As you know, PDM has a website – www.oilit.com. This was originally developed using Microsoft Front Page, which is supposed to remove the need for server side programming. Because HTML is “dumb”, server-side programs are required when for instance, a website visitor fills out a form, or performs a full text search across the site. Of course there is a snag in using Front Page (FP). Your internet provider has to play ball and run an FP compatible server. This can be done in two different ways.
Either the internet service provider (ISP) goes the whole Microsoft hog and runs everything on Windows NT with the Microsoft Internet Information Server extensions, or they elect to run FP extensions on their regular Unix boxes. You have to remember that most websites run the Unix/Linux Apache server. My provider, Verio, runs the FP extensions on a Unix box, and they work OK, up to a point.
Unfortunately, if you want to tailor the FP search engine even a little bit, you enter an inexorable logical path which Microsoft expects you and your ISP to take. It goes like this. One – you want to use FP to do your server side stuff? Just get your ISP to run the FP extensions on his Unix box. Two – you want a bell or whistle or two more out of FP? Just get your ISP to throw away the Unix boxes and move to Windows NT.
In other words, through a series of ‘gotchas’ Microsoft, expects the end user to force the ISPs to jettison Unix! Or perhaps I am seeing a conspiracy where there is none. Maybe Microsoft just forgot to include the bells and whistles in FP by accident. But it hard to understand why Microsoft, whose success is based on supplying massive functionality to the end-user, should now turn around and start playing to the centralized IT manager’s gallery. But I digress...
Faced with the dilemma of either upgrading my account with Verio (they do run a few NT boxes..) or installing my own server-side search engine on my Unix account (a hassle), I stumbled on another solution – ASP. PDM has been investigating application service provision for the past few months, now we had the chance of putting it to the test ourselves. Text searching is a prima facie candidate for ASP. Apart from avoiding the hassles mentioned above (you no longer either know nor care about what system is running whose software), you can expect to have a configurable search engine, professional looking output, and hopefully, more bells and whistles than your vanilla search components à la Microsoft.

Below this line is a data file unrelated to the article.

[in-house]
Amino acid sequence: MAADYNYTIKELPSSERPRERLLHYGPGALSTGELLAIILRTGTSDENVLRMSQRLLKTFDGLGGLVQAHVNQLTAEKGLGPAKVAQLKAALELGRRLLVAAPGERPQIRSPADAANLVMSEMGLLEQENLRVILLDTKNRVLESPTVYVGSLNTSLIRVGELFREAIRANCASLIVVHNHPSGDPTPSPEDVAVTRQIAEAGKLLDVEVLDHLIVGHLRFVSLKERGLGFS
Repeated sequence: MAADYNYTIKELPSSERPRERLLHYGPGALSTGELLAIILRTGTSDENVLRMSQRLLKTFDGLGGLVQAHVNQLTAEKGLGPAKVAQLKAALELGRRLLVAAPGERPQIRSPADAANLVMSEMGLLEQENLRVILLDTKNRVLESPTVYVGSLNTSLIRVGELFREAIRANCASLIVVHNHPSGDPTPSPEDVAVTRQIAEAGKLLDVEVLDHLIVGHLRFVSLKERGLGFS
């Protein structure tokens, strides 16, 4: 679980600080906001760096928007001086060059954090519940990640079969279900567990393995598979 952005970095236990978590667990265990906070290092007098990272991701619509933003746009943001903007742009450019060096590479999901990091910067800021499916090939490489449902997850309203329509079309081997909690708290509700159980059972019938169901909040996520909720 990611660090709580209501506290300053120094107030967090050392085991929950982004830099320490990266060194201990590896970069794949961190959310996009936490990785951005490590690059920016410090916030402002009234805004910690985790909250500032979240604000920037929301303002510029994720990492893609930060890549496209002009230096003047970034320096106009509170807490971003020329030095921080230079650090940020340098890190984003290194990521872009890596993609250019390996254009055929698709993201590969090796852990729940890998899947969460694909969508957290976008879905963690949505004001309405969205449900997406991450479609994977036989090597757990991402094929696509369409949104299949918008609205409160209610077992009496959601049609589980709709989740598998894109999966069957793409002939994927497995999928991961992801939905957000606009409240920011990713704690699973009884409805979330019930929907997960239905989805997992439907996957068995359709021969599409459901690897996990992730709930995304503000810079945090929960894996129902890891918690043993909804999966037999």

Go to it
How does it work? First you fill out a few forms on the ASP website – telling it what directories to search and chosing a presentation format. Next you tell the ASP’s indexing motor to go to it. This took around an hour for the 1000 or so pages on the oil IT.com website. Next you cut and paste a few lines of html supplied by the ASP into your web page. That’s it! Now when a users launches a query on the PDM website, the query is actually carried out on the ASP’s machine, which returns a professional-looking list of hits worthy of Alta Vista. We can even use the search from a ‘dumb’ page of html on a local machine – no need for extensions of any sort.
So far we are pretty happy with the service (from AtomZ.com by the way). It does cost money, but has removed a thorn from our flesh. Seductive as the ASP logic is, before you outsource all your enterprise portal’s search functionality to an ASP there are a few mindsets which will need changing. It is exciting and quite easy to see how IT resources have become virtual, and how you no longer need to worry about what is being done how or where.
But are you going to let a third party index (and potentially read!) all your contracts, tenders, joint venture agreements, and other sensitive information? The ASP would no doubt claim that their contractual engagement and security ensures confidentiality. They probably never read any of the material they index! But I think it will be a while before all this activity is outsourceable. Which leaves the portal manager with the following problem. If you have to manage a part of your corporate information internally, then you might as well do it all!
So to conclude, how about a business opportunity. ASP-ed ASP! What is required in such circumstances is for the ASP to provide and maintain the binary, but to let the end-user run the program on his/her own machine. With the separation that the web imposes, and good design, it should be possible to upgrade and maintain the binary remotely and offer the security conscious end-user the assurance that mission critical information was not being perused off-site.
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